AUGUSTA, Maine — The Boston Red Sox and New York Yankees open their 2013 seasons Monday with a game at Yankee Stadium. As Opening Day approaches, it’s hard not to view everything through the prism of the Bronx-Beantown baseball rivalry. Even politics.
So let’s make up a new game based on the old game and match major players in Maine politics with dominant characters in Yankees and Red Sox lore. Personality and political style — not rooting interests — will guide the process.
Gov. Paul LePage has to be the Blaine House version of George Steinbrenner, the late Yankees owner known by supporters as “The Boss” and by detractors as “Phineas T. Bluster.”
Steinbrenner unquestionably brought an executive’s perspective to his job, demanding results and eschewing process. He fired managers, bought superstars and occasionally showed his anger in public. Sound familiar?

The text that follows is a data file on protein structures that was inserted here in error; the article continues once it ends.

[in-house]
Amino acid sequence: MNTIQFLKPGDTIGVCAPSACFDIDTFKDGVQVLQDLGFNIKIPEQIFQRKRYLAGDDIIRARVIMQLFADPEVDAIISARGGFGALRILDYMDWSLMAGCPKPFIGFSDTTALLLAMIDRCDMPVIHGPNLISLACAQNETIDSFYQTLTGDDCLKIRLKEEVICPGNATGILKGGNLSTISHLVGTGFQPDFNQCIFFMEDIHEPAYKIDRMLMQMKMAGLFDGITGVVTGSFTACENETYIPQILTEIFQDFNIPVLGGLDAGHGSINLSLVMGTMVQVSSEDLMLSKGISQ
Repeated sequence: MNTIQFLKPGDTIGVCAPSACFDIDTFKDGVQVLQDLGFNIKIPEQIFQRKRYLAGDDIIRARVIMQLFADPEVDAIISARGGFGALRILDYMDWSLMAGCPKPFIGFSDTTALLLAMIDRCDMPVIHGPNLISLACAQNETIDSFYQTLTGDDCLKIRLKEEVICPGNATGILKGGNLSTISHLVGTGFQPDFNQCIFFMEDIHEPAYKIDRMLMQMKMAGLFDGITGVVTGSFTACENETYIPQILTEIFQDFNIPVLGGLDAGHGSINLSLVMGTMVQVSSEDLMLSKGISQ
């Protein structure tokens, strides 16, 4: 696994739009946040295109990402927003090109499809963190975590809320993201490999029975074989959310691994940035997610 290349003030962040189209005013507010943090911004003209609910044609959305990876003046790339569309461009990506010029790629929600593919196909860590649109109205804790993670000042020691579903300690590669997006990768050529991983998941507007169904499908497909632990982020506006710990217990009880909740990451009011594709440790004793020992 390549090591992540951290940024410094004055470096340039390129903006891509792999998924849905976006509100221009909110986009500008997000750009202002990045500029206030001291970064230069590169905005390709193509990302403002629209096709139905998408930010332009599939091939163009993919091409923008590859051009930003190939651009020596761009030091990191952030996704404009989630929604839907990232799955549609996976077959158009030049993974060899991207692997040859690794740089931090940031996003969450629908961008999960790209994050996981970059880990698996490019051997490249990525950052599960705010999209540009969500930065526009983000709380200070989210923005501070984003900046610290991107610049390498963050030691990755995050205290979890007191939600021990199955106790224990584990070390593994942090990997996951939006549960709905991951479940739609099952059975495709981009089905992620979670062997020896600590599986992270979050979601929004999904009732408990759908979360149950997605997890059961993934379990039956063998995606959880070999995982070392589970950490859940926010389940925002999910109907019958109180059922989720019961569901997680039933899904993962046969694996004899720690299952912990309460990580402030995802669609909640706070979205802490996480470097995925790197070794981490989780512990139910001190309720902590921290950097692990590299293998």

After buying the struggling Yankees franchise from CBS in 1973 — some might say he liberated the Bronx Bombers from the liberal media — Steinbrenner spent lavishly to restore the team’s storied image and championship talent. LePage might object to Steinbrenner’s exorbitant spending, although it was all private funds, but The Boss’ direct approach, demand for immediate results, loyalty to close associates and penchant for sparking media controversies with blunt comments align closely with the way Maine’s Republican governor conducts his and the state’s business.
When Steinbrenner wanted a particular player, he went after him with the same single-mindedness as, well, a certain governor trying to repay Medicaid debt to Maine hospitals.
Like LePage, Steinbrenner, who died in 2010, drew passionate responses from admirers and detractors. He rarely if ever elicited a tepid reaction.
And Steinbrenner was a staunch Republican. In terms of public persona and leadership style, comparisons to LePage are a slam dunk. Oops, wrong sport.
LePage’s Blaine House predecessor, and potential gubernatorial election rival in 2014, Democrat John Baldacci offers a stark contrast in style and personality. His public persona is much more akin with that of John Henry, the button-down owner of the Boston Red Sox. Like Henry, Baldacci always seemed to be flanked by trusted associates during his tenure as governor. Henry also enlists analytical “process” people to oversee the team’s operations.